Tim Westergren

Pandora co-founder Tim Westergren in Washington, DC on Feb. 3, 2015.

Linda Davidson/The Washington Post via Getty Images

Last Friday, the Berklee College of Music put on its annual Zafris Lecture, which brings in high-profile actors from various corners of music to deliver an hour-long presentation for the school's music business students. Previous lecturers have included Lyor Cohen, Pitchfork president Chris Kaskie and Blue Note president Bruce Lundvall.

This year's lecturer was the (oftentimes polarizing) co-founder of Pandora, Tim Westergren. Westergren used his time to outline his biography, from his beginnings as a political science major at Stanford to his time as a "manny," before moving towards playing in bands.

Westergren began his talk by outlining the beginnings of Pandora and its Music Genome Project -- "codifying taste... starting with a band they know very well, and use this machinery to... find a band they otherwise would never discover."

A month-and-a-half after he began looking for investors, Westergren secured $1.5 million in funding for the nascent Music Genome Project. "I'd never been anywhere near that amount of money before."

Westergren describes stepping back while polymath friend Will Glaser created the mathematics and song data points that formed the Genome beginnings.

"We listened to that first track [that was analyzed]," Westergren says, "and we thought, 'That's the wrong audio.' [The Genome had picked a Bee Gees song.] It sounded exactly like a Beatles song... but not had it arguably found the best song, it did something counterintuitive, which is pick a song from an artist you wouldn't relate to that first search."

Pandora's access to an iPhone prototype also came up. Apple provided the company a unit in order for it to develop its app. "The iPhone came to us handcuffed to a briefcase and locked to a plexiglass panel on a desk. Only three of us in the company knew we had it. Steven [Jobs] himself said 'If anyone knows you have this, I will destroy you.'"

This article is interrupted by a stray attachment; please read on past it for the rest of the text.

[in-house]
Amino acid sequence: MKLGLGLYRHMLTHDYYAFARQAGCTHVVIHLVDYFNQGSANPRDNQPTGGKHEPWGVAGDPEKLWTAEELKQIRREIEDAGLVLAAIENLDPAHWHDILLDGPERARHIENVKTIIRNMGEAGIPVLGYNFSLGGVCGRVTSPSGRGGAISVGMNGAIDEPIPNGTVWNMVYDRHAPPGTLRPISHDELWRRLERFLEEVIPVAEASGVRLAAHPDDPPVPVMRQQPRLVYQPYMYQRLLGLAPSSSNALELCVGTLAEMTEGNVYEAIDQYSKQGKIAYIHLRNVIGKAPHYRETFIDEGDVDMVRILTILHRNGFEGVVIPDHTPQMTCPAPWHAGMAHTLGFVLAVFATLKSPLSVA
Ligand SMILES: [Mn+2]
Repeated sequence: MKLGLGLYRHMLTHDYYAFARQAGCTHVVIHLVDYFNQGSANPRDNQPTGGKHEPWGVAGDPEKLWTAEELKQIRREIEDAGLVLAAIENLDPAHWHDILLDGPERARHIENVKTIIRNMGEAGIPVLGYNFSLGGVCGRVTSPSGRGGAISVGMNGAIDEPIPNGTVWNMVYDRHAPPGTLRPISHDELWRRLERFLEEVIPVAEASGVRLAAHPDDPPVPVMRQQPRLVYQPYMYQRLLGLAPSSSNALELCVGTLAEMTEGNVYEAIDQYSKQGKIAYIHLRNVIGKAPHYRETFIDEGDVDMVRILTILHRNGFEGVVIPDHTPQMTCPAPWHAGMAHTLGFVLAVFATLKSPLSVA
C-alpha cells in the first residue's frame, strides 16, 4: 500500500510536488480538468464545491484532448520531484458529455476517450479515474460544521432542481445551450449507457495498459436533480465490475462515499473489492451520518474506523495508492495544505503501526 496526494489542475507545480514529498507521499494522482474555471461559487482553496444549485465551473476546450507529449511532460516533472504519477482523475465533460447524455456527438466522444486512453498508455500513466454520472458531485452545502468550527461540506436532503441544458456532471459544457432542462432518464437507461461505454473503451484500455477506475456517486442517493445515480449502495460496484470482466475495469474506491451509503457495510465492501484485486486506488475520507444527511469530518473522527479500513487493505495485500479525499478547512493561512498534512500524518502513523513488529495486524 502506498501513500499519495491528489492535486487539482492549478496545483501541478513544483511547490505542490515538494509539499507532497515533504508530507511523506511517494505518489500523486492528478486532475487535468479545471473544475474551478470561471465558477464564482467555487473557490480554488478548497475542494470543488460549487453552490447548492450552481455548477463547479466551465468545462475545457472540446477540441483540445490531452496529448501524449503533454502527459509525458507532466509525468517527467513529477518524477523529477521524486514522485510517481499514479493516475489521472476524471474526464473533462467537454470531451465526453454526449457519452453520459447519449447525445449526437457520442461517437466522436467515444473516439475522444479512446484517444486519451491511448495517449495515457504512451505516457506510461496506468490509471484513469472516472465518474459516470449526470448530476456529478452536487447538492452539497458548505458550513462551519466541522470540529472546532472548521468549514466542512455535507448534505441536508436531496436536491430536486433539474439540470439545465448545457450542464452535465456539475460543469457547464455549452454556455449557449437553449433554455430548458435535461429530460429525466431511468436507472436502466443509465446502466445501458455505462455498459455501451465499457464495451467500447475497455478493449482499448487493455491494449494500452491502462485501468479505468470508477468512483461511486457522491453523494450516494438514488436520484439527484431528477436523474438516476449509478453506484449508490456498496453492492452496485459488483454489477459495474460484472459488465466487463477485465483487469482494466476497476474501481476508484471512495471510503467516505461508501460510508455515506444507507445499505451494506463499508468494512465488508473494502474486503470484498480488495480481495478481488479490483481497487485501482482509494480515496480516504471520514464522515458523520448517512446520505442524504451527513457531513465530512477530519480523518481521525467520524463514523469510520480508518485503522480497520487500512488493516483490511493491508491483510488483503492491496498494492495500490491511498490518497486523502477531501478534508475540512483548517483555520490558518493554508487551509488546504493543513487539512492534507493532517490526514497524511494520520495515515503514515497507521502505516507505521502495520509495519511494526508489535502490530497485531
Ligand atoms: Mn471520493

Expectedly, Pandora's ongoing battle over statutory license rates also reared its head. "We had this disastrous rate set for our streaming -- one that would've put us out of business. This was just a couple years into the service. we really didn't have recourse -- we rely on this one license and, if it was too expensive, we'd have to pull the plug. We were getting ready to do that... but we sent an email to all of our listeners, seven or eight million of them, saying 'We've had this adverse ruling, and if you'd like us to survive please call your congressperson.' The response from listeners was so overwhelming -- close to two million called or wrote or visited their members' offices to declare their opposition to this. Within three weeks we had a bill with 150 sponsors to reverse this rate structure."

Westergren isn't known for pulling his rhetorical punches. At one point during the question-and-answer session he remarks: "If you think about the music industry right now, it is a fantastically inefficient business."